The emerging stage of a writer’s career (l-o-n-g in my case) can be fraught with expenses—writing courses and conferences, books, pitch opportunities, editing, blogging costs, software, books, professional associations, industry publications. Did I mention books? I’ve considered these things necessary and part of my writing apprenticeship, but now I wonder. I have seen numerous publishing professionals say, “Breaking into writing needn’t be expensive.” I used to scoff; now I pause.

In the past, I joked that my job funded my “writing habit” even though I was deadly serious about building a writing career. I still am; it’s just without outside income I have to be extra choosy about where and how I invest in my writing. It’s ironic. Now I have the time and freedom to attend courses and conferences and all the writerly things, but I can’t. Or rather, won’t, because it would be irresponsible. And I now question the necessity of it all.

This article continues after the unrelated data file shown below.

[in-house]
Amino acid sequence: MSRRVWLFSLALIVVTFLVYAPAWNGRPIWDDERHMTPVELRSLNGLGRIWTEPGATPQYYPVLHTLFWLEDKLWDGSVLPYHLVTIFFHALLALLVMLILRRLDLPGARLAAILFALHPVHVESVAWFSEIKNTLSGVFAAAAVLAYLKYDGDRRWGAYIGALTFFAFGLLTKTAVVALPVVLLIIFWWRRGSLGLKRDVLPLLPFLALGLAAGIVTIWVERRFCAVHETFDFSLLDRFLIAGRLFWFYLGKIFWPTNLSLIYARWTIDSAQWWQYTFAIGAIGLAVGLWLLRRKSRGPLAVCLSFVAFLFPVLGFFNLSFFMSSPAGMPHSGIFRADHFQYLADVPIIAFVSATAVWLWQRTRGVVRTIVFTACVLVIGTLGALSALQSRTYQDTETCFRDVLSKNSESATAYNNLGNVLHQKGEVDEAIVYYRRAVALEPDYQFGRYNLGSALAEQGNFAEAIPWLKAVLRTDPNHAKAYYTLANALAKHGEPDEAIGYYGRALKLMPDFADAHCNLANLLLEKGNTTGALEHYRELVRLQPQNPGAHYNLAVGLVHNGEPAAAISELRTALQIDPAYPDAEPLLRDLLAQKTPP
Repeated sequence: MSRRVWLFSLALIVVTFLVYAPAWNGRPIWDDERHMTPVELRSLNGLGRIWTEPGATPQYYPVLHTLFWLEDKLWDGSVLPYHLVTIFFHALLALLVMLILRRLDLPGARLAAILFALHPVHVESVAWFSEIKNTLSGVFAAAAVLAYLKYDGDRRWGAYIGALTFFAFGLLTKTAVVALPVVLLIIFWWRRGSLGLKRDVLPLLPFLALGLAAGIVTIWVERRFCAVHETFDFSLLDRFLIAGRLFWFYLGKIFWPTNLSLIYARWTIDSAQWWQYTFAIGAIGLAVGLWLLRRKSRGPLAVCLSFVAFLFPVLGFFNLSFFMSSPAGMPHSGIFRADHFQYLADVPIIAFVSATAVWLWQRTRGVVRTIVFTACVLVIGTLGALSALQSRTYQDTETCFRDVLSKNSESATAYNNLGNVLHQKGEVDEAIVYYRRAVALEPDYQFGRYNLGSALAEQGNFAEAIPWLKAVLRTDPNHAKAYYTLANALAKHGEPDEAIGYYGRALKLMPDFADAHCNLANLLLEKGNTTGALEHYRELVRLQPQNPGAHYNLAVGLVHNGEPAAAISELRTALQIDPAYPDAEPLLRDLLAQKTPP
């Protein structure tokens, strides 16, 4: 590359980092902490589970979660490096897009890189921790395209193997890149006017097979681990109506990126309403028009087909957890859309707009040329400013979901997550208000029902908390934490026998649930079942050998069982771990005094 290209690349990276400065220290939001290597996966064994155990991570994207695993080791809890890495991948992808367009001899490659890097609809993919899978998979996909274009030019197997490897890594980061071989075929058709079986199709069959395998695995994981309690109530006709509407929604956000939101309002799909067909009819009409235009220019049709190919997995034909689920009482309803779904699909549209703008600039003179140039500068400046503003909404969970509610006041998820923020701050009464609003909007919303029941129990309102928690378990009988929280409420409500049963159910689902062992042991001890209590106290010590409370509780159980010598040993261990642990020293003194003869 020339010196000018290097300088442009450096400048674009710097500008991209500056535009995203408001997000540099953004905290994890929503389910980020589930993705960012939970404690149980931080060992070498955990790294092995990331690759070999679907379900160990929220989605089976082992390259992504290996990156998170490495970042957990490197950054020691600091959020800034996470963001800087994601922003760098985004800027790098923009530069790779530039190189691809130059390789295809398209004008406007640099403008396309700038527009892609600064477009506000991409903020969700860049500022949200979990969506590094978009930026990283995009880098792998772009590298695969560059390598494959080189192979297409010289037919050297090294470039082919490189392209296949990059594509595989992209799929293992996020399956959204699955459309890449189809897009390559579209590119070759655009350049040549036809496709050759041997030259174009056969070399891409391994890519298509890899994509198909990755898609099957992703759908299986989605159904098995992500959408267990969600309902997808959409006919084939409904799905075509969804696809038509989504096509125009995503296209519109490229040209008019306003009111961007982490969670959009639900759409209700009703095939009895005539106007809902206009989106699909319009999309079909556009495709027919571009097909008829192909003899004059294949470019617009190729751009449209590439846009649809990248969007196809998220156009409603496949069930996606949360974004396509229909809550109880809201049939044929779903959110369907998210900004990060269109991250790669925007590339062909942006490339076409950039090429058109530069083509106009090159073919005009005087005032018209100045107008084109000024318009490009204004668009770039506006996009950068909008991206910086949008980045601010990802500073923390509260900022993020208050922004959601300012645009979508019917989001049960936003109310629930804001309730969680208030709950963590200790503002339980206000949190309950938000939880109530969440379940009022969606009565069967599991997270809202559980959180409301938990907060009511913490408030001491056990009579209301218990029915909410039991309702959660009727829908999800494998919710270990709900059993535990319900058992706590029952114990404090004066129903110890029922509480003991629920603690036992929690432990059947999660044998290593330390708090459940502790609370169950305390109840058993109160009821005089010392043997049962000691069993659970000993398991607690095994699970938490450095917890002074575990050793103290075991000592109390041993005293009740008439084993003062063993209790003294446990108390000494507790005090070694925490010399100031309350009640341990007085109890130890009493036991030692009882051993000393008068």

Here are my hard-won tips on getting bang for your bucks as a writer:

  1. Put your money into mentoring, manuscript assessments, and editing. The most valuable writing lessons over the years have come from feedback from mentors, editors, and publishing professionals. Hiring an editor isn’t cheap, but it’s tailored to you and the process does double duty: it prepares your manuscript for submission and it exposes the flaws, quirks, and bad habits in your writing so you can improve. The markup and notes are rich with nutrients, like MiracleGro® for your writing. Two caveats: be sure to hire a reputable editor. Look for testimonials, credentials, and industry connections. Secondly, research the kinds of editing. You want more than a proofread and tidy. Don’t miss the opportunity to delve into structure and mechanics.